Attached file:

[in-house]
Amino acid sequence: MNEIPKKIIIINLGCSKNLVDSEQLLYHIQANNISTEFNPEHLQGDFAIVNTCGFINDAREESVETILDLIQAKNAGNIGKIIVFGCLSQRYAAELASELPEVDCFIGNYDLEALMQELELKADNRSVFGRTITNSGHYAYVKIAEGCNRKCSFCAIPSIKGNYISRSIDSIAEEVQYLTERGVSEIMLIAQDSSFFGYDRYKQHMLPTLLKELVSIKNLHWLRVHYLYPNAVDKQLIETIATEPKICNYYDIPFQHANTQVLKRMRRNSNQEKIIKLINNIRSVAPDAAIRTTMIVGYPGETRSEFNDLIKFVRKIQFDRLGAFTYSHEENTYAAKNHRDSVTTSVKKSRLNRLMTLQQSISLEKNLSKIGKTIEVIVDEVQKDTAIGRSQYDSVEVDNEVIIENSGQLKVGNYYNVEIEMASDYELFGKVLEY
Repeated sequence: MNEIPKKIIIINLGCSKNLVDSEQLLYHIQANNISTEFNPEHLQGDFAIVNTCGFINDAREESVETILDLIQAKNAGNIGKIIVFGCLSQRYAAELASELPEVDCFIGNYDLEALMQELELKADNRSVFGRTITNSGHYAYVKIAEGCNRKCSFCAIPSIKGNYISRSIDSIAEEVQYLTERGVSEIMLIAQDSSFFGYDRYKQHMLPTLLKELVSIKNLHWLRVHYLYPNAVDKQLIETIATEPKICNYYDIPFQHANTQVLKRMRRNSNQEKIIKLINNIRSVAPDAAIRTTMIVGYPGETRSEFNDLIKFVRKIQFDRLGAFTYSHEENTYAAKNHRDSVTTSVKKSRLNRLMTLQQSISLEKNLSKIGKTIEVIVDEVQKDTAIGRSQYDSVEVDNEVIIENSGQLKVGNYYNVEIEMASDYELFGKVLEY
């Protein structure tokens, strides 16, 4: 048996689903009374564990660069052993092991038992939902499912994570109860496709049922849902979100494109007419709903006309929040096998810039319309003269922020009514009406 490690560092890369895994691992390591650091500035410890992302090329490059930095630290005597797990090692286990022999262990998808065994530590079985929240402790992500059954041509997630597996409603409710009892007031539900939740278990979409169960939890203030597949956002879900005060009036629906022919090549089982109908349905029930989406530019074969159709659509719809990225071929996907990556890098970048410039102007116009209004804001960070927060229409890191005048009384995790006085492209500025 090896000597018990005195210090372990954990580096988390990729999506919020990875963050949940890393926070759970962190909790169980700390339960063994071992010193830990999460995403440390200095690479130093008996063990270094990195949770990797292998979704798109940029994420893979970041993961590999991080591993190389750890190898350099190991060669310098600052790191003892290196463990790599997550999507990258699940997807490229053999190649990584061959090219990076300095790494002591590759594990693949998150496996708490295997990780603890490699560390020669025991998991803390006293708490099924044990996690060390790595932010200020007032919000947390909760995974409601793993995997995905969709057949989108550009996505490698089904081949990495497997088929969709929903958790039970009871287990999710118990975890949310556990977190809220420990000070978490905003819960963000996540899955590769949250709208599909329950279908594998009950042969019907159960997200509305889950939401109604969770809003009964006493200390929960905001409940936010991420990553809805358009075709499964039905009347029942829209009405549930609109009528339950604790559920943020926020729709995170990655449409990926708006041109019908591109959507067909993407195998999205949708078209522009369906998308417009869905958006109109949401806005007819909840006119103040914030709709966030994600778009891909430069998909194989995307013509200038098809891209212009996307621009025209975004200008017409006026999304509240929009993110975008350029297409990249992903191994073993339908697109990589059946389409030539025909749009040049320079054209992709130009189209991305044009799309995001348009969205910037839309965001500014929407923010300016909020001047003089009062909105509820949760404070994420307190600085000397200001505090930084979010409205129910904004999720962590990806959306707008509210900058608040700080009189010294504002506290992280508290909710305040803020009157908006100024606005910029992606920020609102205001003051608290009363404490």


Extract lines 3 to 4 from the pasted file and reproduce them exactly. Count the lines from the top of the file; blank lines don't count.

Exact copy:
Repeated sequence: MNEIPKKIIIINLGCSKNLVDSEQLLYHIQANNISTEFNPEHLQGDFAIVNTCGFINDAREESVETILDLIQAKNAGNIGKIIVFGCLSQRYAAELASELPEVDCFIGNYDLEALMQELELKADNRSVFGRTITNSGHYAYVKIAEGCNRKCSFCAIPSIKGNYISRSIDSIAEEVQYLTERGVSEIMLIAQDSSFFGYDRYKQHMLPTLLKELVSIKNLHWLRVHYLYPNAVDKQLIETIATEPKICNYYDIPFQHANTQVLKRMRRNSNQEKIIKLINNIRSVAPDAAIRTTMIVGYPGETRSEFNDLIKFVRKIQFDRLGAFTYSHEENTYAAKNHRDSVTTSVKKSRLNRLMTLQQSISLEKNLSKIGKTIEVIVDEVQKDTAIGRSQYDSVEVDNEVIIENSGQLKVGNYYNVEIEMASDYELFGKVLEY
């Protein structure tokens, strides 16, 4: 048996689903009374564990660069052993092991038992939902499912994570109860496709049922849902979100494109007419709903006309929040096998810039319309003269922020009514009406 490690560092890369895994691992390591650091500035410890992302090329490059930095630290005597797990090692286990022999262990998808065994530590079985929240402790992500059954041509997630597996409603409710009892007031539900939740278990979409169960939890203030597949956002879900005060009036629906022919090549089982109908349905029930989406530019074969159709659509719809990225071929996907990556890098970048410039102007116009209004804001960070927060229409890191005048009384995790006085492209500025 090896000597018990005195210090372990954990580096988390990729999506919020990875963050949940890393926070759970962190909790169980700390339960063994071992010193830990999460995403440390200095690479130093008996063990270094990195949770990797292998979704798109940029994420893979970041993961590999991080591993190389750890190898350099190991060669310098600052790191003892290196463990790599997550999507990258699940997807490229053999190649990584061959090219990076300095790494002591590759594990693949998150496996708490295997990780603890490699560390020669025991998991803390006293708490099924044990996690060390790595932010200020007032919000947390909760995974409601793993995997995905969709057949989108550009996505490698089904081949990495497997088929969709929903958790039970009871287990999710118990975890949310556990977190809220420990000070978490905003819960963000996540899955590769949250709208599909329950279908594998009950042969019907159960997200509305889950939401109604969770809003009964006493200390929960905001409940936010991420990553809805358009075709499964039905009347029942829209009405549930609109009528339950604790559920943020926020729709995170990655449409990926708006041109019908591109959507067909993407195998999205949708078209522009369906998308417009869905958006109109949401806005007819909840006119103040914030709709966030994600778009891909430069998909194989995307013509200038098809891209212009996307621009025209975004200008017409006026999304509240929009993110975008350029297409990249992903191994073993339908697109990589059946389409030539025909749009040049320079054209992709130009189209991305044009799309995001348009969205910037839309965001500014929407923010300016909020001047003089009062909105509820949760404070994420307190600085000397200001505090930084979010409205129910904004999720962590990806959306707008509210900058608040700080009189010294504002506290992280508290909710305040803020009157908006100024606005910029992606920020609102205001003051608290009363404490």